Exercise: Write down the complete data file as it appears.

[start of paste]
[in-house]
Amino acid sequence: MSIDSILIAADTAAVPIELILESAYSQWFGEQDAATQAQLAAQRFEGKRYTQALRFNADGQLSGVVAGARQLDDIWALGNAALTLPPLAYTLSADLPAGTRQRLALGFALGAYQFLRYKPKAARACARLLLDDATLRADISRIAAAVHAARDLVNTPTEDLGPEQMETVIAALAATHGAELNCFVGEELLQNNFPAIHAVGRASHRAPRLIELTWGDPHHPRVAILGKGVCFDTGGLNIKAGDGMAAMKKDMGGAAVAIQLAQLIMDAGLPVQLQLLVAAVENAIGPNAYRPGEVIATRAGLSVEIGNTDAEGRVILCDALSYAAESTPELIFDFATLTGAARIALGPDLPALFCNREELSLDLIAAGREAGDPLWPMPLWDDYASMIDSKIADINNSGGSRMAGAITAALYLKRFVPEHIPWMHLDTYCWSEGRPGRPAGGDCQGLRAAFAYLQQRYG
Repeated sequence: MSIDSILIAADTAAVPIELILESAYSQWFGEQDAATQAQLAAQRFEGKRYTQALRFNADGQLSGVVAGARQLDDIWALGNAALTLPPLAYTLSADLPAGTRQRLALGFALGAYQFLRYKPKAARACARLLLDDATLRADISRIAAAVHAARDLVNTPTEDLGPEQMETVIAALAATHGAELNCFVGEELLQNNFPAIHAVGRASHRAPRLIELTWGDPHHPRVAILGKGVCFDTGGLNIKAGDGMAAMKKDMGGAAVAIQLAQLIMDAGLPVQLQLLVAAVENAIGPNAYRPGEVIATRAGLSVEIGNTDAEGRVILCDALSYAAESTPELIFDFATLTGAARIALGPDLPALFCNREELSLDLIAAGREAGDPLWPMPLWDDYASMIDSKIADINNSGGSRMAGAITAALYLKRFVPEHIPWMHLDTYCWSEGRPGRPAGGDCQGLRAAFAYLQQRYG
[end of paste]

[in-house]
Amino acid sequence: MSIDSILIAADTAAVPIELILESAYSQWFGEQDAATQAQLAAQRFEGKRYTQALRFNADGQLSGVVAGARQLDDIWALGNAALTLPPLAYTLSADLPAGTRQRLALGFALGAYQFLRYKPKAARACARLLLDDATLRADISRIAAAVHAARDLVNTPTEDLGPEQMETVIAALAATHGAELNCFVGEELLQNNFPAIHAVGRASHRAPRLIELTWGDPHHPRVAILGKGVCFDTGGLNIKAGDGMAAMKKDMGGAAVAIQLAQLIMDAGLPVQLQLLVAAVENAIGPNAYRPGEVIATRAGLSVEIGNTDAEGRVILCDALSYAAESTPELIFDFATLTGAARIALGPDLPALFCNREELSLDLIAAGREAGDPLWPMPLWDDYASMIDSKIADINNSGGSRMAGAITAALYLKRFVPEHIPWMHLDTYCWSEGRPGRPAGGDCQGLRAAFAYLQQRYG
Repeated sequence: MSIDSILIAADTAAVPIELILESAYSQWFGEQDAATQAQLAAQRFEGKRYTQALRFNADGQLSGVVAGARQLDDIWALGNAALTLPPLAYTLSADLPAGTRQRLALGFALGAYQFLRYKPKAARACARLLLDDATLRADISRIAAAVHAARDLVNTPTEDLGPEQMETVIAALAATHGAELNCFVGEELLQNNFPAIHAVGRASHRAPRLIELTWGDPHHPRVAILGKGVCFDTGGLNIKAGDGMAAMKKDMGGAAVAIQLAQLIMDAGLPVQLQLLVAAVENAIGPNAYRPGEVIATRAGLSVEIGNTDAEGRVILCDALSYAAESTPELIFDFATLTGAARIALGPDLPALFCNREELSLDLIAAGREAGDPLWPMPLWDDYASMIDSKIADINNSGGSRMAGAITAALYLKRFVPEHIPWMHLDTYCWSEGRPGRPAGGDCQGLRAAFAYLQQRYG